The business of the poet is not to find new emotions, but to use the ordinary ones and, in working them up into poetry, to express feelings which are not in actual emotions at all. And emotions which he has never experienced will serve his turn as well as those familiar to him. Consequently, we must believe that "emotion recollected in tranquillity" is an inexact formula. For it is neither emotion, nor recollection, nor, without distortion of meaning, tranquillity. It is a concentration which does not happen consciously or of deliberation. These experiences are not "recollected," and they finally unite in an atmosphere which is "tranquil" only in that it is a passive attending upon the event. Of course this is not quite the whole story. There is a great deal, in the writing of poetry, which must be conscious and deliberate. In fact, the bad poet is usually unconscious where he ought to be conscious, and conscious where he ought to be unconscious. Both errors tend to make him, "personal." Poetry is not a turning loose of emotion, but an escape from emotion; it is not the expression of personality but an escape from personality. But, of course, only those who have personality and emotions know what it means to want to escape from these things...

To divert interest from the poet to the poetry is a laudable aim: for it would conduce to a juster estimation of actual poetry, good and bad. There are many people who appreciate the expression of sincere emotion in verse, and there is a smaller number of people who can appreciate technical excellence. But very few know when there is expression of significant emotion, emotion which has its life in the poem and not in the history of the poet. The emotion of art is impersonal. And the poet cannot reach this impersonality without surrendering himself wholly to the work to be done. And he is not likely to know what is to be done unless he lives in what is not merely the present, but the present moment of the past, unless he is conscious, not of what is dead, but of what is already living.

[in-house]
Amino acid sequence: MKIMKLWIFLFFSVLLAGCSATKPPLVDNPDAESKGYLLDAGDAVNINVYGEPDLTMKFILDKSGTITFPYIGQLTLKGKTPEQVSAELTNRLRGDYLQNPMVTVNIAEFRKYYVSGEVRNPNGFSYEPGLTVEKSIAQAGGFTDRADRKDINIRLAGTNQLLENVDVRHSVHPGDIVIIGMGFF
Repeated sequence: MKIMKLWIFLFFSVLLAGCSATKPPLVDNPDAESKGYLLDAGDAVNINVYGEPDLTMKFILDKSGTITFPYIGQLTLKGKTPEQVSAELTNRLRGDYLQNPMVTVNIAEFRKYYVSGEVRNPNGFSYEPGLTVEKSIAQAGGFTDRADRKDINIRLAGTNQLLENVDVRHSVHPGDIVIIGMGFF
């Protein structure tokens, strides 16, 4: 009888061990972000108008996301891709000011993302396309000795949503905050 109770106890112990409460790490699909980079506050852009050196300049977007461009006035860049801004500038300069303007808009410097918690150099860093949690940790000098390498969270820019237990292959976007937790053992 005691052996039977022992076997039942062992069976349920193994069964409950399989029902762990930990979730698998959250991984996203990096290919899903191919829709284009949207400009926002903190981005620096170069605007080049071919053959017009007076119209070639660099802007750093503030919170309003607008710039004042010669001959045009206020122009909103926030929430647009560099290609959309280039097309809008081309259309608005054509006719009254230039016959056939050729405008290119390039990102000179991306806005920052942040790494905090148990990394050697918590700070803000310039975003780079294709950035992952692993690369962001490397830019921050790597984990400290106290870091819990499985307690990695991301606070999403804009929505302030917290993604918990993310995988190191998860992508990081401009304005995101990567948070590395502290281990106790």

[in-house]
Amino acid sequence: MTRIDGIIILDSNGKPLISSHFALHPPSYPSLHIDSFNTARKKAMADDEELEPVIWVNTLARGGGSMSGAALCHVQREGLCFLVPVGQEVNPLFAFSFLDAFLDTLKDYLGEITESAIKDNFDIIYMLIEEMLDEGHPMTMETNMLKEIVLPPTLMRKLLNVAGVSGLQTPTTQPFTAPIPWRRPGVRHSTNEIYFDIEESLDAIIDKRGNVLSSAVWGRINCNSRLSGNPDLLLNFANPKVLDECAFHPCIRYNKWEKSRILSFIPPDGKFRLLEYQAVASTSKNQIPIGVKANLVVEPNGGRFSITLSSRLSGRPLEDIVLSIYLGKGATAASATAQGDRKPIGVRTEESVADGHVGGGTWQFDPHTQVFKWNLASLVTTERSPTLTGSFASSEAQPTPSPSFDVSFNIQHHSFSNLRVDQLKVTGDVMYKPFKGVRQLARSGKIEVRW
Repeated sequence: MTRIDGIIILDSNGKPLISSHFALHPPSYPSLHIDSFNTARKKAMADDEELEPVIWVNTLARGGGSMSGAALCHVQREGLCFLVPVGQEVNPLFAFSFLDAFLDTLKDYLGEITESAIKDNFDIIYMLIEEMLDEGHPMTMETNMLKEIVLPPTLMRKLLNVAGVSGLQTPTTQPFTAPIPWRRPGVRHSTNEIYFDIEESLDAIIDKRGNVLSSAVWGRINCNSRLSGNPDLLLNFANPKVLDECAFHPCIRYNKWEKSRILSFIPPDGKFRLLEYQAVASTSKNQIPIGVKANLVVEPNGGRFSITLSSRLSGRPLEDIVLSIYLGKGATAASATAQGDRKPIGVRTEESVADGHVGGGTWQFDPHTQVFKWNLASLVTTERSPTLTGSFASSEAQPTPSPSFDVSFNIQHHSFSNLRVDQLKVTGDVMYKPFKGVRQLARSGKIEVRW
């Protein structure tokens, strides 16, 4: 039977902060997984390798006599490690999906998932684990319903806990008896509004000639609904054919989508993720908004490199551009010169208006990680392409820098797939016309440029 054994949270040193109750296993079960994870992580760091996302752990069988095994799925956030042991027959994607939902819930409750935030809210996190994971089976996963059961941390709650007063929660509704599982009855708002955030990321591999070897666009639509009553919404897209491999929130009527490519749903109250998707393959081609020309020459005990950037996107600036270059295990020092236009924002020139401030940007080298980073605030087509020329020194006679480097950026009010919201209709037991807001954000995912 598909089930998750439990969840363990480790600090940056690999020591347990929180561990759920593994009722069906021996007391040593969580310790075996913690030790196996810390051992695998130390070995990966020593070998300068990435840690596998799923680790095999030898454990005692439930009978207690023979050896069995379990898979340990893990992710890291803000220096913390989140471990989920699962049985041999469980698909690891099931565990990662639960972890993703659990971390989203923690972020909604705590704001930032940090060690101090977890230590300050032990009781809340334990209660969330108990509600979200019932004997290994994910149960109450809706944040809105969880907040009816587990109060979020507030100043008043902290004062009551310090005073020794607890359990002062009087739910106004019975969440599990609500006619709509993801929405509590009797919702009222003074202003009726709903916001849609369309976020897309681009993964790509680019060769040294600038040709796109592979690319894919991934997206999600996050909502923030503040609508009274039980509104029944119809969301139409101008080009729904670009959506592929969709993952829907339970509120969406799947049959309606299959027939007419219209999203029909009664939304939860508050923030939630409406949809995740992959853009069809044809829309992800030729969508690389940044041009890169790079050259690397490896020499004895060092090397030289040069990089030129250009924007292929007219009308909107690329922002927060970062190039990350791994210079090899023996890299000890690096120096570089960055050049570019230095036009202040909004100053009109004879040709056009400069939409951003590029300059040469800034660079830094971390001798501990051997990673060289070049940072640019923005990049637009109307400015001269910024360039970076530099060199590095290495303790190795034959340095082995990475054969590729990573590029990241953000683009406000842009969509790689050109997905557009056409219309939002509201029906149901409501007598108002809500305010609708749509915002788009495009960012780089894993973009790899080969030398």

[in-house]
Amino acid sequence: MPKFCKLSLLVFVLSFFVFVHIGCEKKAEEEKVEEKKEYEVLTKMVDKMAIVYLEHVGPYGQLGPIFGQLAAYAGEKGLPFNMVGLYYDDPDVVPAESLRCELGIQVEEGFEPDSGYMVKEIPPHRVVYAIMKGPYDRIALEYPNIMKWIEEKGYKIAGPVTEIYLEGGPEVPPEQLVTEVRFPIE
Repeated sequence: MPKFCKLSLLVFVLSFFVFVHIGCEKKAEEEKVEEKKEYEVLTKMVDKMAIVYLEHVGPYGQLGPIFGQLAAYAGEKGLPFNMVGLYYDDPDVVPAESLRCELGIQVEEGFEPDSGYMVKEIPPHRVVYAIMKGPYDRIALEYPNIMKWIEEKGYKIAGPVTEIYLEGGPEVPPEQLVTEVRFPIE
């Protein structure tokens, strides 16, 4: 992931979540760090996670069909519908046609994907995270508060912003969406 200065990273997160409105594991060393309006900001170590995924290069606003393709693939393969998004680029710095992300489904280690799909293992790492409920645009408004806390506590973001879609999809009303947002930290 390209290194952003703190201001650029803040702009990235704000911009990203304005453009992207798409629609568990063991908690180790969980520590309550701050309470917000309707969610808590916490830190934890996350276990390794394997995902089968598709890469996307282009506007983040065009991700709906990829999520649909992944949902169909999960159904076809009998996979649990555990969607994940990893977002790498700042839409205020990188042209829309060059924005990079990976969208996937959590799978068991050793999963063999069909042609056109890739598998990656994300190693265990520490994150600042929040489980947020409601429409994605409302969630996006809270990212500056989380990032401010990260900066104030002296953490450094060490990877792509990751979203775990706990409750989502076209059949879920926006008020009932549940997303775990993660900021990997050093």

-T.S. Eliot, in The Sacred Wood

See what you have gone and ruined, even smugger age of (hyper-cyber-crypto-uber) analysis.

Spivak blog-event

Long Sunday will be reading Spivak in April, and you are certainly welcome to join in.

on classicism and critics

A blockquote (from Michael Holland's Blanchot Reader):

Nevertheless it is impossible to ignore the preoccupations of a number of critics, whose passion is expressed not only in opinions drawn from everyday convention, but also through hasty and superficial theories, which are the vacuous mirrors of their own disarray. The are unstinting in their warnings and their advice. They aim, with that fine zeal which comes of living for the moment, to reform genres, impose subjects and mould the whole of intellectual life according to the dictates of their current preferences. What do they want? Must writers and artists become the illustrators of whatever happens to be the theory of the day? Theirs are the precepts of fragile minds, eager to imitate rather than to be.

[...] When one sees those critics who talk endlessly of a return to classicism reserving their praise for the most mediocre and insipid efforts, the product of unstudied imitation, one wonders what weakness of imagination, what banality of form is to be found, for them, in the works of the great creative periods, which were all great periods of rupture. What on earth, to their minds, are these classics that they admire and wish to imitate? And what can this imitation be, if they conceive of it as sterile observance, as the preservation of a form whose justification has vanished? Whereas it is crystal clear that classical works only found themselves in harmony with an almost interminable duration because they appeared to come from somewhere higher than their time, tearing through it and burning it up with an extreme concentration that united in itself the past, the present and the future.

To this the reply from some quarters is that there are many weaknesses in these novice works, and that there is even an element of imitation in their experiments. That is quite possible and also perfectly natural. How can one expect a serene and definitive perfection from artists who set themselves formidably difficult problems, in an effort for which they deprive themselves of all the facilities of realism? In addition to the fact that they are not all equally talented and that some of them, incapable of creating forms, are content to borrow those that recent models place at their disposal, it goes without saying that their endeavours lay them open to all sorts of failure, error and even unconscious repetition. The ambition they are confronting threatens to destroy them at every instant. They are to some extent belittled by the difficulty of their task.  (Blanchot, "The Search for Tradition", 1941)